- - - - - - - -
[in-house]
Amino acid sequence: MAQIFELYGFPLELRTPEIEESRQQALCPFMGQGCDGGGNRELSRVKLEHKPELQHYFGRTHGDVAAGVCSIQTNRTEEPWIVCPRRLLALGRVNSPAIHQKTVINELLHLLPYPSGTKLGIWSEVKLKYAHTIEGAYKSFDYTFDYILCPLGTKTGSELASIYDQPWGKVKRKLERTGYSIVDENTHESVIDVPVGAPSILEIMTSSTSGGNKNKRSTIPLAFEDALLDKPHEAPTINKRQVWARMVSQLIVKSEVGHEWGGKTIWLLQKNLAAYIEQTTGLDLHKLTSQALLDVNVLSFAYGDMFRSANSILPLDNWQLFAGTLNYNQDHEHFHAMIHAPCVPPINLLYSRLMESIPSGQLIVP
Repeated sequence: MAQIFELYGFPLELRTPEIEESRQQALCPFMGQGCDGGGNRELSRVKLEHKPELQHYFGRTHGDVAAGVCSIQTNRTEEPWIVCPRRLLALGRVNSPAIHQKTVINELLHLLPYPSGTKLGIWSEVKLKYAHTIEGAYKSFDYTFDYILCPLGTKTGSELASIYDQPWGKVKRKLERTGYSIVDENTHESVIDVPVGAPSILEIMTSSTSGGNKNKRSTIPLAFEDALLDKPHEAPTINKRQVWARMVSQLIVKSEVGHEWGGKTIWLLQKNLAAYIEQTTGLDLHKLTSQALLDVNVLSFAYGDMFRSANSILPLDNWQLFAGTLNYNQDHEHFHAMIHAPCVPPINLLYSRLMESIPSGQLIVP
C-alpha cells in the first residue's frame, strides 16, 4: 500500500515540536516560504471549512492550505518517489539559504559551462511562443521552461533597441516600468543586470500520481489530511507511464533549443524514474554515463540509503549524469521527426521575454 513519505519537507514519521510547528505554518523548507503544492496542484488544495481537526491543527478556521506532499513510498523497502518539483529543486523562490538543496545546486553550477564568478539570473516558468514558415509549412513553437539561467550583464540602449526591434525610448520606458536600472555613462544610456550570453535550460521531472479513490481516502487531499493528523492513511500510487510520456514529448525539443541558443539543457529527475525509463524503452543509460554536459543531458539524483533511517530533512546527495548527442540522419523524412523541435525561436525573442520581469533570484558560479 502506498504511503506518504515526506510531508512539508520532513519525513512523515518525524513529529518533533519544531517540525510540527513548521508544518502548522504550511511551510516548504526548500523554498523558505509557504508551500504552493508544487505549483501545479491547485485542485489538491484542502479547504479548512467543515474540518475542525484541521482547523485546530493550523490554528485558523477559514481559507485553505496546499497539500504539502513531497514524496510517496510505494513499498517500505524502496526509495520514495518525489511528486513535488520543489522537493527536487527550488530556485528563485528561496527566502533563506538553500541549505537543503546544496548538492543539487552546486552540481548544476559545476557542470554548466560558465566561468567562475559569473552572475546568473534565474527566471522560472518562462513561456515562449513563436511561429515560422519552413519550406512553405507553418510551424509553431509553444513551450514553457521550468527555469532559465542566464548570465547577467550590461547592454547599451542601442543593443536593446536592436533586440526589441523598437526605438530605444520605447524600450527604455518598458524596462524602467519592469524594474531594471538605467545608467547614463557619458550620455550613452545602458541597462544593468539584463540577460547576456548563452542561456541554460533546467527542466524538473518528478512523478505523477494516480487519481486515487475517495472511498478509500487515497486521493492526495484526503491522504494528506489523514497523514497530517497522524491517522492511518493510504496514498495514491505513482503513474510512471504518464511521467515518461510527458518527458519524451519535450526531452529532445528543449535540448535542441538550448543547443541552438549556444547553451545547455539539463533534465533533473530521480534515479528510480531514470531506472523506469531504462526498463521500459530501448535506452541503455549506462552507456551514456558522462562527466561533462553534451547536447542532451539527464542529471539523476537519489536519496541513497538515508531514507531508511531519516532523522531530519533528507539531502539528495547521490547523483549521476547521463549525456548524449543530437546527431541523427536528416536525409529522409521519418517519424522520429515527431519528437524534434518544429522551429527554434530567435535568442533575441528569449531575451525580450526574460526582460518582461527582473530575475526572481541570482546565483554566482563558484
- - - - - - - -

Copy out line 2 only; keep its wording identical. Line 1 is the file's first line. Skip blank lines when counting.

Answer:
Amino acid sequence: MAQIFELYGFPLELRTPEIEESRQQALCPFMGQGCDGGGNRELSRVKLEHKPELQHYFGRTHGDVAAGVCSIQTNRTEEPWIVCPRRLLALGRVNSPAIHQKTVINELLHLLPYPSGTKLGIWSEVKLKYAHTIEGAYKSFDYTFDYILCPLGTKTGSELASIYDQPWGKVKRKLERTGYSIVDENTHESVIDVPVGAPSILEIMTSSTSGGNKNKRSTIPLAFEDALLDKPHEAPTINKRQVWARMVSQLIVKSEVGHEWGGKTIWLLQKNLAAYIEQTTGLDLHKLTSQALLDVNVLSFAYGDMFRSANSILPLDNWQLFAGTLNYNQDHEHFHAMIHAPCVPPINLLYSRLMESIPSGQLIVP